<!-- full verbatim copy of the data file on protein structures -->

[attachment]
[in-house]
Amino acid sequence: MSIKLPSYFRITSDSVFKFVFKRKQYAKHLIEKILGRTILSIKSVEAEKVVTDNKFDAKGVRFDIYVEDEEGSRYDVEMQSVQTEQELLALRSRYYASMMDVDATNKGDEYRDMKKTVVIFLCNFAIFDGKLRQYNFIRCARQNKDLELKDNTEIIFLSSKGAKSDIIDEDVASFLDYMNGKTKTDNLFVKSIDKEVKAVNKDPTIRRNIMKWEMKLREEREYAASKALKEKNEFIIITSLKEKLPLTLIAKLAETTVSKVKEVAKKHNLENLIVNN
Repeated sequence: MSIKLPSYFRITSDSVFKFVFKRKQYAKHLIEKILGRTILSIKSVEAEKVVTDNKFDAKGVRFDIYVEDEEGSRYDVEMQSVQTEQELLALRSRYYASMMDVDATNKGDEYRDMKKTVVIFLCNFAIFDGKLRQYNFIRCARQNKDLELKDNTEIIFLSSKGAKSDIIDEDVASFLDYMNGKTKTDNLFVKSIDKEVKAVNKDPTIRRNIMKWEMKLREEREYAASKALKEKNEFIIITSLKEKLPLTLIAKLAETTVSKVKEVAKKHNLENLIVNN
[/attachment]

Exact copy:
[in-house]
Amino acid sequence: MSIKLPSYFRITSDSVFKFVFKRKQYAKHLIEKILGRTILSIKSVEAEKVVTDNKFDAKGVRFDIYVEDEEGSRYDVEMQSVQTEQELLALRSRYYASMMDVDATNKGDEYRDMKKTVVIFLCNFAIFDGKLRQYNFIRCARQNKDLELKDNTEIIFLSSKGAKSDIIDEDVASFLDYMNGKTKTDNLFVKSIDKEVKAVNKDPTIRRNIMKWEMKLREEREYAASKALKEKNEFIIITSLKEKLPLTLIAKLAETTVSKVKEVAKKHNLENLIVNN
Repeated sequence: MSIKLPSYFRITSDSVFKFVFKRKQYAKHLIEKILGRTILSIKSVEAEKVVTDNKFDAKGVRFDIYVEDEEGSRYDVEMQSVQTEQELLALRSRYYASMMDVDATNKGDEYRDMKKTVVIFLCNFAIFDGKLRQYNFIRCARQNKDLELKDNTEIIFLSSKGAKSDIIDEDVASFLDYMNGKTKTDNLFVKSIDKEVKAVNKDPTIRRNIMKWEMKLREEREYAASKALKEKNEFIIITSLKEKLPLTLIAKLAETTVSKVKEVAKKHNLENLIVNN